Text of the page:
Action research, Lower elementary, Montessori method of education

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Abstract/Notes: The purpose of this action research study was to explore how sharing anti-bias children’s books in literature small groups in a lower elementary Montessori class affects children’s perceptions of and ability to communicate about themselves, their families, and others, as well as the classmates with whom they choose to associate. The sample studied in this research was a class of 20 children aged six to nine at a private Montessori school located in a small town adjacent to a large Midwestern city. Data was collected through pre and post oral interviews, written reading reflection worksheets, and daily teacher observations of children’s work and play partners. The study found that anti-bias literature small groups are an effective way to improve children’s perceptions of themselves and their ability to communicate about human difference. More research is needed about how to improve children’s perceptions of their families and their ability to communicate about human similarity. Additionally, a longer intervention period and refined data collection tool are recommended in order to learn more about the impact of anti-bias literature small groups on children’s choice of work and play partners.

Language: English

Published: St. Paul, Minnesota, 2019

Article

Guidelines for the Children's House

Publication: Montessori Quarterly, vol. 16

Pages: 1–35

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Language: English

Article

✓ Peer Reviewed

Action Possibilities Enhancing the Spiritual Wellbeing of Young Children: Applying Affordance Theory to the Godly Play Room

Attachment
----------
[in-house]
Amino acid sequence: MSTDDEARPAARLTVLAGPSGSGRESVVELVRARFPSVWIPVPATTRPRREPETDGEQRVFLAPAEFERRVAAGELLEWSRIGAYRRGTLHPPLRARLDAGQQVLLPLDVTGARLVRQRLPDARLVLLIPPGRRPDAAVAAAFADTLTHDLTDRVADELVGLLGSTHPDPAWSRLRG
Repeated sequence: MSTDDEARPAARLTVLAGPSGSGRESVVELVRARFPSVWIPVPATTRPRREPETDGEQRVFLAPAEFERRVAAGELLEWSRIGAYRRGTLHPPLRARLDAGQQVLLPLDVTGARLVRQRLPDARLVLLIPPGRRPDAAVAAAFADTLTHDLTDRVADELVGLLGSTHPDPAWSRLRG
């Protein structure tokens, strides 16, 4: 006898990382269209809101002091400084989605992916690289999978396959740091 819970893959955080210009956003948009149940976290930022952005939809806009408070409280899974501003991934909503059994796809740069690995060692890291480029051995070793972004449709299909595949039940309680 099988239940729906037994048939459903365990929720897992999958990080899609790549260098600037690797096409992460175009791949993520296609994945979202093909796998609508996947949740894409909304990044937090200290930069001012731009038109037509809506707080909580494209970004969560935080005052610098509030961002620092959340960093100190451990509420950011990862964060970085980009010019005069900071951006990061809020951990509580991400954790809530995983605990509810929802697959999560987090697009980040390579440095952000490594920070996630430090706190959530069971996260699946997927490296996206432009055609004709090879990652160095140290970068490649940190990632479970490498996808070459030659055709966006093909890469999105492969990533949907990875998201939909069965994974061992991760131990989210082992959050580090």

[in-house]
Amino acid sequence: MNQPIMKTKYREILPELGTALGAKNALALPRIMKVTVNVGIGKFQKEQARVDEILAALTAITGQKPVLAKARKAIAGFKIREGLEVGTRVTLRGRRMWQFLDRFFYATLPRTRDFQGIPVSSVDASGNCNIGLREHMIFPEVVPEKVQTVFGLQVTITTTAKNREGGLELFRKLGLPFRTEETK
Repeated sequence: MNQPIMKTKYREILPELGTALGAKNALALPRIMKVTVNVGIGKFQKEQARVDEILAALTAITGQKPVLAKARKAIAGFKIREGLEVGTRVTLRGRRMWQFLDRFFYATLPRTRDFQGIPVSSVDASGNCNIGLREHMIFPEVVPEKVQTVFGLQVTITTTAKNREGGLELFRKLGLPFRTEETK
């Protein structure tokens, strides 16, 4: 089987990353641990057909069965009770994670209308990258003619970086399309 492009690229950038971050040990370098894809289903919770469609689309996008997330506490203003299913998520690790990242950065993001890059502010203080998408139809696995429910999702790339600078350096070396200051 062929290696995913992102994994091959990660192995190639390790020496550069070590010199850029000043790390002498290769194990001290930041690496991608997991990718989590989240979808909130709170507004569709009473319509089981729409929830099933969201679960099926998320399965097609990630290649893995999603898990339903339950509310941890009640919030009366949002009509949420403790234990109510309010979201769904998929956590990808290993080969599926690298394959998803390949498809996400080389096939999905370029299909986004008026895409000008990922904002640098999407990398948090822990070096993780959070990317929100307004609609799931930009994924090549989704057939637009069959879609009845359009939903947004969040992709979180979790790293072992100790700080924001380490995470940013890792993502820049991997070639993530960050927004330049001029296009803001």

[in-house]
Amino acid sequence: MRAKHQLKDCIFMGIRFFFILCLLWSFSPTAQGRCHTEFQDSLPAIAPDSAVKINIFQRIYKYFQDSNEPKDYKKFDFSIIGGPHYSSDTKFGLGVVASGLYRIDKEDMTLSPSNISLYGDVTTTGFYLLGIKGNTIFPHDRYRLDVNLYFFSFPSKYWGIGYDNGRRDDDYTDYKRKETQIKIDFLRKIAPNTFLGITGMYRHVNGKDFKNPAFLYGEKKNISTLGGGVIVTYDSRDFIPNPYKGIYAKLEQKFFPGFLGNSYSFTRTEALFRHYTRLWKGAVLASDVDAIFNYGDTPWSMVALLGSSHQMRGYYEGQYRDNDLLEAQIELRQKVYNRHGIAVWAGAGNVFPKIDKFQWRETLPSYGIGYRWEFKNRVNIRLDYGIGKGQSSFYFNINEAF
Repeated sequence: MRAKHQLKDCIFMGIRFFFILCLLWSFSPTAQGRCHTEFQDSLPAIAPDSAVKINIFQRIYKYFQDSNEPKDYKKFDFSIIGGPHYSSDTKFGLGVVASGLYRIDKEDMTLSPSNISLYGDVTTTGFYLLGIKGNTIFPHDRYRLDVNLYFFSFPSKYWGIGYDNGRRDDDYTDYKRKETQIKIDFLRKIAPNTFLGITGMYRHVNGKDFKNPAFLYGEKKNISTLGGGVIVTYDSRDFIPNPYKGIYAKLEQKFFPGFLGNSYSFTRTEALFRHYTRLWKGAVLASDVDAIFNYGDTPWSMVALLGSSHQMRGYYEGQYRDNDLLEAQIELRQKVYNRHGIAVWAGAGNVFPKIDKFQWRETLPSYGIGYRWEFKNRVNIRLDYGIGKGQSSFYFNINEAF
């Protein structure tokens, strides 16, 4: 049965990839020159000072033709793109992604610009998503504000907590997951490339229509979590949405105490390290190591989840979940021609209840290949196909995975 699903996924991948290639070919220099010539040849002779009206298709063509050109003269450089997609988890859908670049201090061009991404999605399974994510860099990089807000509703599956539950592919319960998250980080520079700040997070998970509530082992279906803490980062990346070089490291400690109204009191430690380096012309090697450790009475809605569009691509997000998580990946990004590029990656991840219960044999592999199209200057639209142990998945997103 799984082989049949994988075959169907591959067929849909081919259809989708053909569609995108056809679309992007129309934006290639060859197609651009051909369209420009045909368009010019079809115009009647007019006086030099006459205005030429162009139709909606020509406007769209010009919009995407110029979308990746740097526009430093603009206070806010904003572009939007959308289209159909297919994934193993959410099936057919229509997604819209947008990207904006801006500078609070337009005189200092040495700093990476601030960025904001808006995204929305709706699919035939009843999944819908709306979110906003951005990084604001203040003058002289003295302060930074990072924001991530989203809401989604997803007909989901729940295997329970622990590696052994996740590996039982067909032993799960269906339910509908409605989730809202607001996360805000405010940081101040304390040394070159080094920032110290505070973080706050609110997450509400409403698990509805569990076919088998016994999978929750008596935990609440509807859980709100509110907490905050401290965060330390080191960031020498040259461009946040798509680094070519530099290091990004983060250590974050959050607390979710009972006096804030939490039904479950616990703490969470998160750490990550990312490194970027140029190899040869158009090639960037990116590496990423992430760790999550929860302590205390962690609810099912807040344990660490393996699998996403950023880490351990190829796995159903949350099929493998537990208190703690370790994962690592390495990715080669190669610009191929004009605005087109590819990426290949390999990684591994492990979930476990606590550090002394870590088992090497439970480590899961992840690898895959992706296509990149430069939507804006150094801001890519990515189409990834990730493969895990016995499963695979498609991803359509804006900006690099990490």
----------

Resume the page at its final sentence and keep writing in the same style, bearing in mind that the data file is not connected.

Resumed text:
Available from: MDPI

Publication: Religions, vol. 13, no. 12

Pages: Article 1202

Godly Play

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Abstract/Notes: Godly Play is an approach to religious education for young children between the ages of three and eight. The Godly Play room, modelled on Montessori’s prepared environment, provides opportunities for young children to respond to Sacred stories, Parables and Liturgical actions presented by the Storyteller through art using any of the materials available to them. However, there is a paucity of research into how different spatial affordances may enhance opportunities for spiritual development in the Godly Play room. This article examines the Godly Play room through the lens of affordance theory. It applies elements of the notion of affordances to three documented anecdotes of Godly Play storytellers to show particular action possibilities enhance opportunities for spiritual development and wellbeing. The analysis highlights the importance of the Storyteller’s guidance, the readily accessible materials, and the dedicated space in which Godly Play is undertaken.

Language: English

DOI: 10.3390/rel13121202

ISSN: 2077-1444

Article

Who's Teaching the Children to Talk?

Publication: NAMTA Journal, vol. 19, no. 1

Pages: 89-103

Child development, Cognitive development, Early childhood education, Elementary education, Language acquisition, North American Montessori Teachers' Association (NAMTA) - Periodicals, Parent and child, Parent-teacher relationships, Teacher-student relationships

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Abstract/Notes: Highlights the crucial role of language in child development, including intellectual development and the development of the brain. Describes the types of messages children receive from their parents' words, the importance of talking with children and exposing children to words without pictures, and ways schools can help parents develop children's language skills.

Language: English

ISSN: 1522-9734